The reliability of oral as well as written history should be questioned. One method could be to look for patterns in what different people are saying about the same issue. All our interviewees have some health issue/s related to the garbage (not present when they lived elsewhere). Their descriptions of how the garbage mountains developed over the years were also similar. We can actually create a timeline to map the growth of the mountain and show how it would look based on that information. Some people were also facing difficulties making election cards and complained that when they approached the government, work was happening very slowly. However, we acknowledge that there are both opinions and facts in interviews. For example a fact could be that before being used as a landfill, this area was a jungle with many trees. However, opinion could be about the faith that different people have in the government. We also noticed a difference while interviewing young and old people. Older people spoke in more detail and with more emotion. This suggests that we should design our questions to bring out people’s lived experiences vs. talking about things hypothetically. A useful distinction to make is between private troubles and public issues. Spatial marginalisation of minorities (lack of access to clean water, infrastructure, healthcare and educational opportunities) is a public issue and should not be dismissed as people’s opinions. Mapping the nearest government hospitals and schools + surveying the state of public infrastructure could prove to be an insightful exercise.
An excerpt from our focus group discussion:
N: Is history more to do with facts or opinion?
H & B: More to do with facts.
N: Does everyone agree that history is about facts?
N: R you don’t agree? Why don’t you agree?
R: I think history is more to do with questions. Like on the first day when we were talking I mentioned that history is all about the mystery. If you want to know something the first thing that comes in your mind is a question mark. What is it? How it became this? So I think that history is all about mystery and question marks. And question marks are the answers of the questions.
N: How do we make sure we’re able to extract some history from what these people are telling us. Like B said there are both facts and opinions.
S: Can we research?
N: That’s a great idea. Not just relying on our interviews. But what kind of research will we do?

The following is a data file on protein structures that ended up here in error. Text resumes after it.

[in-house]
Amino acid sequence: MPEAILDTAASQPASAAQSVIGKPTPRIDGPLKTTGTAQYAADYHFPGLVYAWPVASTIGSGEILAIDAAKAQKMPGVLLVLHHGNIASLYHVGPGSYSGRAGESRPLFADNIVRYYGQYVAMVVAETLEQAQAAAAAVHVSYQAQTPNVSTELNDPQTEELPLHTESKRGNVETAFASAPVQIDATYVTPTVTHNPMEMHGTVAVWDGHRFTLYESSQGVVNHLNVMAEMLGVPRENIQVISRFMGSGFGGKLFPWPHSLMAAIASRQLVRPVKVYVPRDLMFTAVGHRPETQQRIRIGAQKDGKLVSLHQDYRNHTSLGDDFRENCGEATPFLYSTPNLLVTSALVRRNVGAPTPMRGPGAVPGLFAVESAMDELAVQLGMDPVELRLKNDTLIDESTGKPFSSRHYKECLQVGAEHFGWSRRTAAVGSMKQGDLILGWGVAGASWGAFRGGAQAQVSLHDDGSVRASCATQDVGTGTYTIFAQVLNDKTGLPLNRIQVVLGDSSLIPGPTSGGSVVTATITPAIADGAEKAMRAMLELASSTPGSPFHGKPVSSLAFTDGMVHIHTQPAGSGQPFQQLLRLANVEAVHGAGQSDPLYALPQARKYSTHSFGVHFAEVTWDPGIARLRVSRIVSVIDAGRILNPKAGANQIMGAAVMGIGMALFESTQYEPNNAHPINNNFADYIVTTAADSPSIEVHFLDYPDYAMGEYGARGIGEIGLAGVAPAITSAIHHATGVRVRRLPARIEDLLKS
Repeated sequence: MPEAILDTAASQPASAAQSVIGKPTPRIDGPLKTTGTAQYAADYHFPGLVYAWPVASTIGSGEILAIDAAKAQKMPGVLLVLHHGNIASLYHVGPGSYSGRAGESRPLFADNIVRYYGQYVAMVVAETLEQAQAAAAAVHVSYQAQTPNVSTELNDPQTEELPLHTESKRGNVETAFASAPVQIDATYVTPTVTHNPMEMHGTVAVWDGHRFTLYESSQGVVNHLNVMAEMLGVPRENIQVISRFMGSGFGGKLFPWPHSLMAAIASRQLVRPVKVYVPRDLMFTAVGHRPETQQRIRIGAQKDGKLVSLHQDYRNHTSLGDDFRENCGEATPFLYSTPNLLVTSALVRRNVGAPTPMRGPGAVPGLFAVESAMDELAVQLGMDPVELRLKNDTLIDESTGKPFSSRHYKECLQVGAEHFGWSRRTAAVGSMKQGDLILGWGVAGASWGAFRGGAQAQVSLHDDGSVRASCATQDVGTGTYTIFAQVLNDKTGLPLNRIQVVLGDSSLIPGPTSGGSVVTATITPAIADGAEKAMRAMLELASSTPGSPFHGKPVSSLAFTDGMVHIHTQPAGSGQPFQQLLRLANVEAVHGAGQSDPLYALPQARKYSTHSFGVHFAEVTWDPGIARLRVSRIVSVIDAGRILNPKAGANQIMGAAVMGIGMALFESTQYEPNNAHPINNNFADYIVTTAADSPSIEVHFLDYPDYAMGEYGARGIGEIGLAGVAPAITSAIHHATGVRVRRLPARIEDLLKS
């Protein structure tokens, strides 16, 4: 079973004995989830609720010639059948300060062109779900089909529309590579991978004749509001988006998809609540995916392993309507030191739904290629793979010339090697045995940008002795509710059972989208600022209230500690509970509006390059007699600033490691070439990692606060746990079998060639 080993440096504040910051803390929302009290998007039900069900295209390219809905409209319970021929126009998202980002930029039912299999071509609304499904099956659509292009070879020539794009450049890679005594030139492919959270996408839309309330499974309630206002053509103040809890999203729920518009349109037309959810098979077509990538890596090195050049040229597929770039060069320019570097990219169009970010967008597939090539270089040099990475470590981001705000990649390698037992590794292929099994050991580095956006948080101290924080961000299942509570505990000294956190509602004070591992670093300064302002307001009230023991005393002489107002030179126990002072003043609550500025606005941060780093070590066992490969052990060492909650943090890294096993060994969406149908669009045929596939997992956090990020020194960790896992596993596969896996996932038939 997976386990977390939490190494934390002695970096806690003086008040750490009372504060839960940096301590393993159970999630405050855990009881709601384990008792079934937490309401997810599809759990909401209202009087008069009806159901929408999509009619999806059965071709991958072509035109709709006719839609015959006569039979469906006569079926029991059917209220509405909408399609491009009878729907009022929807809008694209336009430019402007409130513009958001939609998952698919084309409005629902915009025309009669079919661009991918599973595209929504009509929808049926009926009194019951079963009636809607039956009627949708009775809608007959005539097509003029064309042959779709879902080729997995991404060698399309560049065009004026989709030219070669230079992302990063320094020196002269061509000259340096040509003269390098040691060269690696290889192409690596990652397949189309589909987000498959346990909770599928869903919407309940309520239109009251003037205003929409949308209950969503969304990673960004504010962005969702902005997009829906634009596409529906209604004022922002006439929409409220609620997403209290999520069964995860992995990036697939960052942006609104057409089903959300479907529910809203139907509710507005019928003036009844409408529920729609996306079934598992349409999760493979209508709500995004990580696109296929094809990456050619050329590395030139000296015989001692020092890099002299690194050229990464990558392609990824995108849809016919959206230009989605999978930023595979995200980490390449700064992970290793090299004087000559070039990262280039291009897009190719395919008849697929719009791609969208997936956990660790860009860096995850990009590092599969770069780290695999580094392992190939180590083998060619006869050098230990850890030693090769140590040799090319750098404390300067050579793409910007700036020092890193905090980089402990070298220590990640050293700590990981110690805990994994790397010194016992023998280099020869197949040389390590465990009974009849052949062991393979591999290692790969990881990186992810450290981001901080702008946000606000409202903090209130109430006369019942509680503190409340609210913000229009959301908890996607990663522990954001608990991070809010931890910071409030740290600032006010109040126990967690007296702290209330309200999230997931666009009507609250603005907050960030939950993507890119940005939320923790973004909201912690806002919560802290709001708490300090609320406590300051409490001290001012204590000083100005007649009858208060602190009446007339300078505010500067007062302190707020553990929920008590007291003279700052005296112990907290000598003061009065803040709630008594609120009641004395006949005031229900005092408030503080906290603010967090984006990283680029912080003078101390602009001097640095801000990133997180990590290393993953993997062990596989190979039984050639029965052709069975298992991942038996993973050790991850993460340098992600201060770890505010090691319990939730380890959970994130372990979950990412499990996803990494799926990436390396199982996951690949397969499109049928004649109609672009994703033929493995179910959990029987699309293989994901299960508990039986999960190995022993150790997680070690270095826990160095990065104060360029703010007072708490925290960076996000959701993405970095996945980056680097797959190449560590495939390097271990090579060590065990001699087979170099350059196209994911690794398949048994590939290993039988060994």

R: Facts and fictions – how would we know what’s real? As we had decided we will be taking interviews and comparing them. If the interviewees are speaking the same point it could be true. But at that time if you don’t want to take a chance you can research on the google. And you can ask the corporation team of this community or question to the government. There are rights that any question that people ask to government, government should be answerable to us.
We discussed whether written sources of history (like textbooks and newspaper articles) are necessarily more reliable than oral history (people’s stories). A few cases came up where news items seemed to be conveniently timed around the election. We concluded that reliability should not dependent on the medium of information, but rather on evidence. Evidence can be found by comparing various sources of history. These sources cold be nature (eg. testing water and soil samples). It could be photographs, videos and even paintings (although these can be manipulated). We can look at other artefacts. One of our interviewees moved to this area after narrowly escaping death during the Gujarat riots. While we were walking around, we found a sign saying this area has been gifted to victims of the 2002 riots by the Kerala Association. We can clearly see that the information he gave us during the interview corresponds to the information given by this sign. We decided to keep looking for clues like this in our environment.
One of our interviewees has been collecting newspaper articles over many years, which we now have access to. This week we will be looking at various newspaper clippings and comparing those with our oral history interviews. Will keep you all posted on our observations!